No, there is no way to do it in Ruby.
There is a method called
GC::start, and the documentation even says:
Initiates garbage collection, even if manually disabled.
But that is not true.
GC::start is simply an advisory from your code to the runtime that it would be safe for your application to run a garbage collection now. But that is only a suggestion. The runtime is free to ignore this suggestion.
The majority of programming languages with automatic memory management do not give the programmer control over the garbage collector.
If Ruby had a method to force a garbage collection, then it would be impossible to implement Ruby on the JVM and neither JRuby nor TruffleRuby could exist, it would be impossible to implement Ruby on .NET and IronRuby couldn’t exist, it would be impossible to implement Ruby on ECMAScript and Opal couldn’t exist, it would be impossible to implement Ruby using existing high-performance garbage collectors and RubyOMR couldn’t exist.
Since it is in generally desirable to give implementors freedom to implement optimizations and make the language faster, languages are very cautious on specifying features that so drastically restrict what an implementor can do.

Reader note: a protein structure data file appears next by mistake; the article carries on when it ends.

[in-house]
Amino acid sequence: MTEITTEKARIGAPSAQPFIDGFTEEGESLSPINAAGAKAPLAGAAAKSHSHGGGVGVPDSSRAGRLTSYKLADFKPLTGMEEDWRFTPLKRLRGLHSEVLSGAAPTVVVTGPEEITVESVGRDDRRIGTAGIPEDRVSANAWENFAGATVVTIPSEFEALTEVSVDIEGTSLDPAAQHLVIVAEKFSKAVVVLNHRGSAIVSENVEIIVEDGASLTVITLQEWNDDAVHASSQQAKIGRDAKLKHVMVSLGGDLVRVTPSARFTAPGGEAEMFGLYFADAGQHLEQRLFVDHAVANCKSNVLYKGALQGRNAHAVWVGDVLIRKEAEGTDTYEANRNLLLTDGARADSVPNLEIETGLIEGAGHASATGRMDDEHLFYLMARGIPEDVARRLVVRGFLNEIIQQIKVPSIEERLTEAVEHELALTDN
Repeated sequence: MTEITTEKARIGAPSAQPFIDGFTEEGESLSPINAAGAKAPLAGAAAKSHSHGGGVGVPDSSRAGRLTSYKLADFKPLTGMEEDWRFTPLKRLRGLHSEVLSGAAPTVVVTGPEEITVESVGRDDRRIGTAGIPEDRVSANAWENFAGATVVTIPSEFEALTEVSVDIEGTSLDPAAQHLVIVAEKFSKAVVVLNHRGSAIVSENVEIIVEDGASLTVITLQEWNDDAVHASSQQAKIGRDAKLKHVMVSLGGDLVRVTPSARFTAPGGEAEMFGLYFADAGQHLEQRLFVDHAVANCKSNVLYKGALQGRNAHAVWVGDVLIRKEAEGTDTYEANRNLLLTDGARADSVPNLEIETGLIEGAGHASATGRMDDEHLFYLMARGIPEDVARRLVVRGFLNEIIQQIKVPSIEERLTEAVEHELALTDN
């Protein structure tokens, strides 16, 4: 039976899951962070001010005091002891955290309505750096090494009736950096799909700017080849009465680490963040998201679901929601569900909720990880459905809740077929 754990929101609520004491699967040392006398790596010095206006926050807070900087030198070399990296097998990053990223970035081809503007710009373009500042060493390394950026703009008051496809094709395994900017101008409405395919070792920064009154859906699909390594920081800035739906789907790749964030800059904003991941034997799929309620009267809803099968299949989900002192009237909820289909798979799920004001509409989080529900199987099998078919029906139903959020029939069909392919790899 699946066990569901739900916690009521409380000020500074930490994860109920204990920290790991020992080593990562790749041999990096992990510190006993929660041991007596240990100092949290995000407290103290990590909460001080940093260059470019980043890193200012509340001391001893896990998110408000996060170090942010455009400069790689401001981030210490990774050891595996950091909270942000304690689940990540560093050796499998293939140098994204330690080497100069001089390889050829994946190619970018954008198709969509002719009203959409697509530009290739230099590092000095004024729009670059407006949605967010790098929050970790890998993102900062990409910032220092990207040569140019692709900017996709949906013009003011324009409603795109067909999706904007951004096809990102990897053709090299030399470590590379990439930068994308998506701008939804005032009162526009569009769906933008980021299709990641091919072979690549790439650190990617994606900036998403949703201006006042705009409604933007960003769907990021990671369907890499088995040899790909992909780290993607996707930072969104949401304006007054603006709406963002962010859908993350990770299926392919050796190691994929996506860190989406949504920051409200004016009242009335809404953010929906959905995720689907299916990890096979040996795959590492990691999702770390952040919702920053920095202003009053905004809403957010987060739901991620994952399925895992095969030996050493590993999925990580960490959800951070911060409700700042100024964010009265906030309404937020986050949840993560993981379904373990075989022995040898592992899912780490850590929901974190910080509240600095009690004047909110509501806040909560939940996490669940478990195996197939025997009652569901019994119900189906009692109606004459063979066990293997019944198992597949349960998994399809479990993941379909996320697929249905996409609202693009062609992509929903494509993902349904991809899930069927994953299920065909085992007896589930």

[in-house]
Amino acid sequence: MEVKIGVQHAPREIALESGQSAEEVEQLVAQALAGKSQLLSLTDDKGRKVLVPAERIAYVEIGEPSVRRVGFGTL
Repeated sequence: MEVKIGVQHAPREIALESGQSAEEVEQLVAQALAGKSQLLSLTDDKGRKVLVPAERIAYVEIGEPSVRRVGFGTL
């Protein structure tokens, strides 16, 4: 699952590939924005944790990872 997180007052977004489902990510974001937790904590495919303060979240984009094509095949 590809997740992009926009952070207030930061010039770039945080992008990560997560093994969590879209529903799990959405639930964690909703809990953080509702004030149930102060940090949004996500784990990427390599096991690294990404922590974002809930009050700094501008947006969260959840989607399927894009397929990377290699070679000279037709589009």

I am quite surprised that R has such a feature, especially since that means it is impossible to implement high-performance implementations like FastR in a way that is compliant with the language specification. FastR is up to more than 35× faster than GNU R, so it is obvious why it is desirable for something like FastR to exist. But one of the ways FastR is faster, is that it uses a third-party high-performance garbage collected runtime (either the GraalVM or the JVM) that does not allow control over garbage collection, and thus FastR can never be a compliant R implementation.
Interestingly, the documentation of
gc() has this to say:
[T]he primary purpose of calling
gcis for the report on memory usage.
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